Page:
My Lords, we are creating an attractive environment, building the foundations and skills, data and ethics to allow businesses based on AI to start and scale. It is encouraging to note that inward investment to the UK AI sector increased by 17% last year—more than the whole of Europe combined.
My Lords, there are obviously many factors involved, not least our excellent higher education institutions and our approach to immigration, to international students and to funding, to name just a few. Does my noble friend agree that we need to optimise all these factors and more if we are to realise this fantastic opportunity for companies to come here to start and scale in the UK?
My noble friend is quite right to draw attention to our strengths, particularly those in the university sector; for example, he will know that on a league table based on research we have three of the top 10 universities, which certainly makes it attractive for businesses to come to this country and for businesses here to upscale their businesses in AI. He pointed to other factors as well, but I assure him that the Government are doing their bit with the AI sector deal, which is worth some £1 billion to the sector—half from the Government and half from the industry—and I hope that we will see yet further support for it.
My Lords, before asking my question, I congratulate the noble Lord the Government Chief Whip on the achievement of his family business, Taylors Bulbs, in reaching the celebratory milestone of 100 years in business. My best wishes to him and his business for the next 100 years.
The noble Lord, Lord Holmes, is correct to identify and endorse huge commercial opportunities. However, a PwC report in 2017 highlighted that AI and wider automation could result in up to 30% of UK jobs being dispensable. Change can be painful. What steps are the department taking to ensure that all employees benefit from these developing technologies, such as by an improved leisure/work balance, and that AI does not simply lead to mass redundancies?
The noble Lord takes a depressingly pessimistic view of that PwC report. It pointed out that advances in that sector could lead to growth of £230 billion between now and 2030. That is to be welcomed. It also pointed out that jobs would disappear, but I think it went on, as did another report to which I referred the other day, to point to a very large number of new jobs in the sector, which would probably be more highly paid and more highly skilled and which we could provide in this country.
My Lords, will the Minister focus on the scale-up part of the Question? The British Business Bank is there to help the scale-up process. I understand that it loans about £2.5 billion through other institutions. How much of that money proportionately is going into the AI industries to help them scale up, and does he expect that proportion to increase or decrease?
My Lords, I cannot give any precise figures about how much is specifically targeted on the AI industry. The important point is to recognise, as did the PwC and other reports, what will happen in that industry: the advantages for it, how much it will grow and how well this country is doing. That is why I cited in my Answer the massive increase in inward investment—which is obviously an indication of what is happening to not only start-ups but scale-ups—of 17%, which is more than the rest of Europe combined.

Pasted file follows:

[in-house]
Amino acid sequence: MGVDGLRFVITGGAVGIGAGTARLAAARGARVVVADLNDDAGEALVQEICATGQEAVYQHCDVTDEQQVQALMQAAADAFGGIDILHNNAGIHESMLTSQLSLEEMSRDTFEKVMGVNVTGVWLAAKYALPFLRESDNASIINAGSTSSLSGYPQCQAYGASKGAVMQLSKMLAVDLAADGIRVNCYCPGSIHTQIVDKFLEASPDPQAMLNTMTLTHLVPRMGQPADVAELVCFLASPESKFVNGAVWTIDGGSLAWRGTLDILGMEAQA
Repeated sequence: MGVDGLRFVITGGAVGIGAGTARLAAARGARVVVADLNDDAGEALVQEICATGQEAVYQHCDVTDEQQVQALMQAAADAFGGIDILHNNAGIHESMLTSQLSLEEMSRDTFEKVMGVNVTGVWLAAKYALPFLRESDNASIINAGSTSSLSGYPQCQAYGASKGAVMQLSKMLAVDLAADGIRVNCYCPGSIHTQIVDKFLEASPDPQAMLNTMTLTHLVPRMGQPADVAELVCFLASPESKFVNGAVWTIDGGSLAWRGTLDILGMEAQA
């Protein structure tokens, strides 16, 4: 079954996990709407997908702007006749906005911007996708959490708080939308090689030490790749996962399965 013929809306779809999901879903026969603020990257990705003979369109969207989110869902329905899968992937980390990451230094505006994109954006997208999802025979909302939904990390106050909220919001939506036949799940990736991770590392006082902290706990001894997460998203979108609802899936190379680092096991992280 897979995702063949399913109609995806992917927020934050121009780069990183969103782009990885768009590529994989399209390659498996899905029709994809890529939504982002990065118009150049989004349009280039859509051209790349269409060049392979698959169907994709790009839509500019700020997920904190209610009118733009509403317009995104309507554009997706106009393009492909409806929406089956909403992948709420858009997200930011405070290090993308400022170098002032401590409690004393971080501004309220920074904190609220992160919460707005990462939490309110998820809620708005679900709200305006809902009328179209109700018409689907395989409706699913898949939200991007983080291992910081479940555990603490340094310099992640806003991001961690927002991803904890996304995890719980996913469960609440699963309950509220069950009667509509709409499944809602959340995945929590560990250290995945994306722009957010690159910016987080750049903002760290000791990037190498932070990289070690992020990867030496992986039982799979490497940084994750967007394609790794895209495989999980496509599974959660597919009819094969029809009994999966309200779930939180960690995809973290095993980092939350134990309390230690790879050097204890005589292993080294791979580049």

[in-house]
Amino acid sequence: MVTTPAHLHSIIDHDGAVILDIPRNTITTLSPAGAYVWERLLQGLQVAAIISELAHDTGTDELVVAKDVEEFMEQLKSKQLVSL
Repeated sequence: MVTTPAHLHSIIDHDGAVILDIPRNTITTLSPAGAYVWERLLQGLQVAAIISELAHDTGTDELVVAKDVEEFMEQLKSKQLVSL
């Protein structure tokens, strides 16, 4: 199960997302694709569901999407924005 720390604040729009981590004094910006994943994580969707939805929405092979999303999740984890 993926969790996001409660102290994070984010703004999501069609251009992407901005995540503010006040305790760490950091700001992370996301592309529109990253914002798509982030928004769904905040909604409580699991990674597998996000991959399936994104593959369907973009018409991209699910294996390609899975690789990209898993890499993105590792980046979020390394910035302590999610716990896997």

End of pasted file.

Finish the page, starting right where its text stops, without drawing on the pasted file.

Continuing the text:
My Lords, has my noble friend noticed that although the Opposition are complaining about the redundancies that will be caused by new technology, they are on the other hand complaining about the lack of productivity growth in this country, which will of course be achieved by the introduction of new technology?
My Lords, fintech is a great story for Britain. Later this month, we have the Innovate Finance FinTech summit marking the beginning of UK FinTech Week, but 42% of those working in the sector come from overseas. Does the Minister agree that access to this country for the young innovators from abroad is essential, and that we should have an immigration regime which permits them to come to this country?
My Lords, the noble Lord rightly points to the importance of the fintech sector and the fact that London is its leading world player. We shall have to look carefully to ensure that we can attract the right people not only from abroad but from the UK. That is why skills will be important. I am sure that my noble friend from the Home Office will have noticed what he had to say on bringing in people from overseas.
My Lords, I raise a slightly different aspect. We are ahead of most countries in the world on AI, particularly at our universities, but a large number of university courses are getting very full with Chinese students. Is there any concern about this vast number coming in, bearing in mind their input to a large number of other areas of high tech within our nation?
The noble Lord takes me slightly wider than the original Question. Again, it is a sign of the success of the university sector that it attracts people paying large fees into universities, to the benefit of those universities and of this country. I hope that universities will then be able to consider expanding those courses.
My Lords, is my noble friend aware of just how highly respected the UK artificial intelligence sector is around the world in not just research but application? It is generally trusted more than both China and the United States, and has a stronger digital industry than both Germany and France. Can the Government give something of a lead to this nascent industry through their procurement policies?
My Lords, that will certainly be considered. In one of my earlier answers I referred to the AI sector deal, but I can also refer to the fintech sector strategy launched a year ago by my right honourable friend the Chancellor. Again, it set out our commitment to that sector remaining the leading centre for fintech.